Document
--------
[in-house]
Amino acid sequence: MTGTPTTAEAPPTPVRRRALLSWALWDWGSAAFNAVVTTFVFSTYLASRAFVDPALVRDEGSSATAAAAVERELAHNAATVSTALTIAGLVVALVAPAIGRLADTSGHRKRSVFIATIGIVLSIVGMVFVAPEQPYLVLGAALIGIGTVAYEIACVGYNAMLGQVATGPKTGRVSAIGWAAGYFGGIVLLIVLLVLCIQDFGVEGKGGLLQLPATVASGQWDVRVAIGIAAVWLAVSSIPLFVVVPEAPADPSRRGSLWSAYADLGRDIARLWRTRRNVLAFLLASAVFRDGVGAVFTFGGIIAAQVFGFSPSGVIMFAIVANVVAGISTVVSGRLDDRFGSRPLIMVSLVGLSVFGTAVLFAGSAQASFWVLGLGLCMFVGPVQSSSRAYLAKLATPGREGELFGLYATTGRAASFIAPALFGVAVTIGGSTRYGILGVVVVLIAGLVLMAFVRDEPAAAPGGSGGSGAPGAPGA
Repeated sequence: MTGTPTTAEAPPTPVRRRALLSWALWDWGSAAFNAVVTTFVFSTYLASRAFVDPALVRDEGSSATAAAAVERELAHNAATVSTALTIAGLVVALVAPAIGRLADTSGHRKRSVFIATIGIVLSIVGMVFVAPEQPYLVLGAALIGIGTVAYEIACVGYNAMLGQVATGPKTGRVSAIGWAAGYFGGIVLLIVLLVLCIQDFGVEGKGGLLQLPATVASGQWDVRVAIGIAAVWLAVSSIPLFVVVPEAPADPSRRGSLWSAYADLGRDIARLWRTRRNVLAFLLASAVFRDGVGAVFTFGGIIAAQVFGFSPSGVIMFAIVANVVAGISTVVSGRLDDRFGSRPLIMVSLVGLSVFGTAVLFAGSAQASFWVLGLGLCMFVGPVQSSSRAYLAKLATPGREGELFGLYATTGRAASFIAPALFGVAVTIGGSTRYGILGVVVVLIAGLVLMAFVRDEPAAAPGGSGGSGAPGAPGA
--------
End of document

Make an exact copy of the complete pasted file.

[in-house]
Amino acid sequence: MTGTPTTAEAPPTPVRRRALLSWALWDWGSAAFNAVVTTFVFSTYLASRAFVDPALVRDEGSSATAAAAVERELAHNAATVSTALTIAGLVVALVAPAIGRLADTSGHRKRSVFIATIGIVLSIVGMVFVAPEQPYLVLGAALIGIGTVAYEIACVGYNAMLGQVATGPKTGRVSAIGWAAGYFGGIVLLIVLLVLCIQDFGVEGKGGLLQLPATVASGQWDVRVAIGIAAVWLAVSSIPLFVVVPEAPADPSRRGSLWSAYADLGRDIARLWRTRRNVLAFLLASAVFRDGVGAVFTFGGIIAAQVFGFSPSGVIMFAIVANVVAGISTVVSGRLDDRFGSRPLIMVSLVGLSVFGTAVLFAGSAQASFWVLGLGLCMFVGPVQSSSRAYLAKLATPGREGELFGLYATTGRAASFIAPALFGVAVTIGGSTRYGILGVVVVLIAGLVLMAFVRDEPAAAPGGSGGSGAPGAPGA
Repeated sequence: MTGTPTTAEAPPTPVRRRALLSWALWDWGSAAFNAVVTTFVFSTYLASRAFVDPALVRDEGSSATAAAAVERELAHNAATVSTALTIAGLVVALVAPAIGRLADTSGHRKRSVFIATIGIVLSIVGMVFVAPEQPYLVLGAALIGIGTVAYEIACVGYNAMLGQVATGPKTGRVSAIGWAAGYFGGIVLLIVLLVLCIQDFGVEGKGGLLQLPATVASGQWDVRVAIGIAAVWLAVSSIPLFVVVPEAPADPSRRGSLWSAYADLGRDIARLWRTRRNVLAFLLASAVFRDGVGAVFTFGGIIAAQVFGFSPSGVIMFAIVANVVAGISTVVSGRLDDRFGSRPLIMVSLVGLSVFGTAVLFAGSAQASFWVLGLGLCMFVGPVQSSSRAYLAKLATPGREGELFGLYATTGRAASFIAPALFGVAVTIGGSTRYGILGVVVVLIAGLVLMAFVRDEPAAAPGGSGGSGAPGAPGA